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Our work focuses on the pre pregnancy risk factors that pre dispose a complicated pregnancy (such as pre term babies, pre eclampsia or miscarriage)

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overview

Miscarriage is the commonest complication of pregnancy. Around one in four pregnancies will end in miscarriage. Most miscarriages happen in the first 12 weeks of pregnancy, only 1-2% of miscarriages happen between 12 and 24 weeks. A small minority of couples (less than 2% of the population) will suffer from recurrent miscarriage. This is defined as three or more consecutive pregnancy losses. Despite the fact that miscarriage is very common we still know very little about why it happens and how it might be prevented. One of the possible causes for miscarriage may be that there is an abnormal response to the developing embryo by a woman’s immune system.

What we do

Our research group aims to understand the importance of different immune cells (such as natural killer cells and regulatory T cells) in the maintenance of normal pregnancy and how they may be associated with miscarriage. We are undertaking a study investigating immune cells in the endometrium (womb lining) of patients with a history of recurrent miscarriage. We take part in Research Trials investigating treatments for miscarriage and also have an interest in understanding the impact of miscarriage on women and their families.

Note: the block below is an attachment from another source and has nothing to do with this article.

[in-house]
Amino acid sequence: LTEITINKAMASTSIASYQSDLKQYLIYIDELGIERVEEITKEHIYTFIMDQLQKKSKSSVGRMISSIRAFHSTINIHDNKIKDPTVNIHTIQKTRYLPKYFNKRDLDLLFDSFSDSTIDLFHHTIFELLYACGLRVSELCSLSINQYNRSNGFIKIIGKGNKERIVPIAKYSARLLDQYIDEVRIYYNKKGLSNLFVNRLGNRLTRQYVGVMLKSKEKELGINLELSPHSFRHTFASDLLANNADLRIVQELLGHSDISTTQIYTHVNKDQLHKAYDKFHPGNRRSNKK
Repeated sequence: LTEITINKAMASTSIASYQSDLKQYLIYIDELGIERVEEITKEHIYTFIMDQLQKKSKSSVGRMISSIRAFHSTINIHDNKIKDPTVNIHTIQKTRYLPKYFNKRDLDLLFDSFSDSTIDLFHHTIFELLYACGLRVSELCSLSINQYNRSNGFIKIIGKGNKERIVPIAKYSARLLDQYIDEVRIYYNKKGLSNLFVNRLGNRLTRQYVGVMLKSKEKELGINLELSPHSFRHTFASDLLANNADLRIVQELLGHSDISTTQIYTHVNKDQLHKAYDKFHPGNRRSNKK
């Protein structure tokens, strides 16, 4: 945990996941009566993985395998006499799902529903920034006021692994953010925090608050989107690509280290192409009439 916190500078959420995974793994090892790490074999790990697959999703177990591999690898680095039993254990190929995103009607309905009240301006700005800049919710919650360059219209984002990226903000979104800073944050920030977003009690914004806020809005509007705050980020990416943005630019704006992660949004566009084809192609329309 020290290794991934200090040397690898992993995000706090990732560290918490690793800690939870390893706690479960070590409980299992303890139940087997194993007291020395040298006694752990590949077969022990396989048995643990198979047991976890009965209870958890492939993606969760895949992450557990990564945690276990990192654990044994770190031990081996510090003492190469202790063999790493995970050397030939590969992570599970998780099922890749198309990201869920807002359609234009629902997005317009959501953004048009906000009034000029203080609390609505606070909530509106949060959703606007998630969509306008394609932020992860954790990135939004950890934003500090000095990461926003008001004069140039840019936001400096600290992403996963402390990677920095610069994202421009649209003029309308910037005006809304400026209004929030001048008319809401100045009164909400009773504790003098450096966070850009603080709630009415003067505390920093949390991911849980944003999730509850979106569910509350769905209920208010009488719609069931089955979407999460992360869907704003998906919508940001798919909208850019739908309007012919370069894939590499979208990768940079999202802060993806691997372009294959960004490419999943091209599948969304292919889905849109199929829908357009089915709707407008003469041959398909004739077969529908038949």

Current studies

  • Natural Killer cells (NK and NKT) and T cells in failed implantation and recurrent miscarriage
  • RESPONSE study 
  • A cross cultural exploration of pregnancy loss. Dr Susie Kilshaw (University College London) is leading this study in Oxford.

 

If you are interested in taking part in a study please contact Ingrid.granne@obs-gyn.ox.ac.uk

 

Our team

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